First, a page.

48 Following


Sixth Column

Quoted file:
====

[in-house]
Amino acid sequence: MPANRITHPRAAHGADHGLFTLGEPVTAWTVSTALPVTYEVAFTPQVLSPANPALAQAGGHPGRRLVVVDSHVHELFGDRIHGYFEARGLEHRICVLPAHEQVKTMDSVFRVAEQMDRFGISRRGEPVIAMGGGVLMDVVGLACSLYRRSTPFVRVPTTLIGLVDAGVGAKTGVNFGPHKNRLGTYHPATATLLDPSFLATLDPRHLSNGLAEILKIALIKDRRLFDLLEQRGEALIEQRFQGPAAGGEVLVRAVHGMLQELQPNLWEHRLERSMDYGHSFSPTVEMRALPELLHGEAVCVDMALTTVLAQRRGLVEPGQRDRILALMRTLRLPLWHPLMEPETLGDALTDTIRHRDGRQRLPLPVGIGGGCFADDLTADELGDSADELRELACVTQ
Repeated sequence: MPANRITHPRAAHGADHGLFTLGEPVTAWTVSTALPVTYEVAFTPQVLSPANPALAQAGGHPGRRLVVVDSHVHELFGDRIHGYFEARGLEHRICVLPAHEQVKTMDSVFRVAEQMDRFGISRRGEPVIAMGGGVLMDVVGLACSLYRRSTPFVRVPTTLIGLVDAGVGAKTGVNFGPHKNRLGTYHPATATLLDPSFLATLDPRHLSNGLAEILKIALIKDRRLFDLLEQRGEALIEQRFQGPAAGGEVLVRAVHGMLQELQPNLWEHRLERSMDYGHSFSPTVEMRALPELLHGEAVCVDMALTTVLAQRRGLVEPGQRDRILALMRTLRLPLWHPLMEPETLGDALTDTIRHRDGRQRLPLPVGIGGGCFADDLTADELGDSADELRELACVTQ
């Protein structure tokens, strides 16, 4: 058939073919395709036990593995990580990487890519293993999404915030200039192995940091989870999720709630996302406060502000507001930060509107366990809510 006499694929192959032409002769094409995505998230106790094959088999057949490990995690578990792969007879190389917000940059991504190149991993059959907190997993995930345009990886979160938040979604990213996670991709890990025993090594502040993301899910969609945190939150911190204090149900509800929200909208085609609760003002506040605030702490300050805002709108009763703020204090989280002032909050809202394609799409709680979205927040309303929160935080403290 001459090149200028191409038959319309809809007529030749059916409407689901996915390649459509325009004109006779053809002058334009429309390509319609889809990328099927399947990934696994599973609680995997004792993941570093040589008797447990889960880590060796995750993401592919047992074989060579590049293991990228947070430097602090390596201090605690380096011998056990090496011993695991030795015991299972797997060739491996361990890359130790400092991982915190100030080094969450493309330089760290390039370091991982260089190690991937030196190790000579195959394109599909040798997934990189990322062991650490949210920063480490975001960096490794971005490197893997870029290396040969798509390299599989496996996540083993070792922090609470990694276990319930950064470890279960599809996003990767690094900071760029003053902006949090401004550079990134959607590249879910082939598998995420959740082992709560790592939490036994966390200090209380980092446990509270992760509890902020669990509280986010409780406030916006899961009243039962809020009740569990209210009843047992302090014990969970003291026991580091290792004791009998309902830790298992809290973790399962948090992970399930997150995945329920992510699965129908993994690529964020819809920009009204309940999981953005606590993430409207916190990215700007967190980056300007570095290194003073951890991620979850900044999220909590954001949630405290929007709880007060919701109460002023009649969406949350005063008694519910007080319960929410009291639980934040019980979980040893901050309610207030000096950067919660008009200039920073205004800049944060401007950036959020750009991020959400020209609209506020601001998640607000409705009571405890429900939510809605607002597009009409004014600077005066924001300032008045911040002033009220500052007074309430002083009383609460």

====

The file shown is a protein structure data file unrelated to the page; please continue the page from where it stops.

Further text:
Sixth Column - Robert A. Heinlein Abandoned on page 100.This book manages to be both silly and offensive, which is a combination I'm not used to seeing. SILLY1) "The entire military establishment" of the United States- save six men- has been wiped out by surprise atomic bomb attacks on New York and Washington DC.(NOTE: There are plenty of military assets outside of those two cities, and there were in 1940, when this was written, but nevermind that.)As a result, the US is now being occupied by the forces of the "Pan-Asian Empire" (which is a fairly transparent stand-in for the Imperial Japanese Co-Prosperity Sphere of the day.)2) Despite this grim situation, the six remaining military men have decided not to surrender, but to continue prosecuting the war against Pan-Asia. A better title for the novel may have been It's So Crazy, It Just Might Work.3) Said six men happen to find themselves in a secret research facility, which appears to have been on the verge of a big discovery. None of them understand the basic science behind the super-weapon that was being developed here, but they are attempting to continue work on a device, which would successfully apply this unknown science.4) With no modern communications available, and not knowing how the rest of the entire nation is faring under Pan-Asiatic domination, the six send out one of their own: a Harvard lawyer who decided to become a hobo before joining the army as a Private- on a 7 day reconnissance mission by foot.5) How does the new super-weapon work?"Brooks says that the basic radiation affected the colloidal dispersal of living tissue; those that were killed were coagulated by it." (p.50)...but apparently you can set this radiation-based weapon which "coagulates" people to a lesser setting, in which case it merely puts its victims to sleep. Oh sure, that may sound crazy to you and I, but it's incredibly convenient to the plot.6) This book- even in just the first 100 pages I read- has a hell of a lot of "rigging up" complex and untested technologies on the fly. "They'll be monitoring for radio waves, so I need you to rig up a communication device based on gravitometric waves.""No problem- give me a few days and I'll have gravitometric walkie-talkies for everybody on the team."(delivers the goods in a few days, with no hitches)"Oh, can we use the Ledbetter effect to fashion a device to generate a force field around this mountain?""Hmmm- I see what you mean. In theory it should be possible. Give me a few days to work on it." (produces a perfectly functioning, 100% reliable, first-of-its-kind, mountain-shielding force field in a few days)7) "What if they ask for my ID card?""If you carry yourself with enough arrogance, they'll never dare to ask you for ID."The plot depends too much on this sort of thing.OFFENSIVEI had a list, but it all boils down to prodigious use of anti-Asian slurs and stereotype.SILLY AND OFFENSIVE1) "Ardmore showed Thomas how to operate one of the outer doors of the Citadel; two bars of 'Yankee Doodle', breaking off short, and a door appeared in what seemed to be a wall of country rock- simple, and yet foreign to the Asiatic mind." (p.28)2) "[Finny] was an old anarchist comrade who had served his concept of freedom by engraving really quite excellent Federal Reserve notes without complying with the formality of obtaining permission from the Treasury Department." (p.35)(NOTE: the Federal Reserve doesn't get permission from the Treasury Dept to print money now.)3) The Pan-Asians took over India.(Huh? India isn't part of Asia? Or were they called the Pan-Asians, without actually being Pan-Asian?)4) At one point, the story requires the "sixth column" to start a new religion. (!)"How are we going to get this underway? Won't the Asiatics be suspicious?""No- all our religions look the same to them. They can't keep all our screwy traditions straight." (p.76)I shouldn't be so distracted by the ridiculous story. The point of even picking this book up is to explore it as a work of war propaganda. It was written in 1940, but the introduction clarifies that 10,000 words were added in 1948, which explains a passing reference to atomic bombs- which I think were not a familiar idea in 1940, as well as a mention of the Holocaust (without actually using the word)- which I also think was probably not common knowledge in 1940.Manny recommended this book to me, after reading my review of Prayers for the Assassin. What is striking to me is how similar the characterization of Asians (i.e. Japanese) in 1940 was to the present-day characterization of Muslims.1) Their unfamiliar customs are barbaric.2) They have no regard for human life, either their own or others'. (think kamikaze pilots and suicide bombers)3) Their motivations are either unfathomable, or they delight in Evil for Evil's sake.4) They want to get with American (read: Caucasian) women.If you look at our current relationship with Japan: the commerce, the cultural interchange, and our current close military and political alliance- it's pretty clear that these images were just turned on and off by the propagandists, as it suited the needs of the moment. There are no enduring truths here; not even enduring opinions; just a bunch of disposable hate fodder to whip people up into a fighting mood. I'm not saying we shouldn't have fought militarized Imperial Japan of the 40's; I'm just saying we should have fought them for the right reasons, and slanted eyes and unfamiliar food aren't the right reasons. I just don't get why this stuff works on some people.REDEEMING POINTSI would be guilty of cherry-picking for the negative if I did not begrudingly admit a few positive points which I came across:1) The character Finny rejects the racial slurs and stereotypes above, and finds it is enough to fight the Pan-Asian occupiers to reassert his violated basic rights, to throw off the yolk of oppression, and to drive the occupiers from his homeland.2) "...I want to remind you that we derive our obligatgions not from our superior officers who were killed in Washington, but from the people of the United States, through their Constitution. That Constitution is neither captured nor destroyed- it cannot be, for it is not merely a piece of paper, but a joint contract with the American people." (p.9)3) Heinlein includes an Asian-American character among the freedom fighters... you know, to show he isn't racist or anything. I'm being a little generous including it here, but let's call it "benefit of the doubt".4) There is a rambling but thoughtful Afterword, by a Heinlein fan whose credentials aren't elaborated on.That bumps it up a star, but overall, this book was just horrible.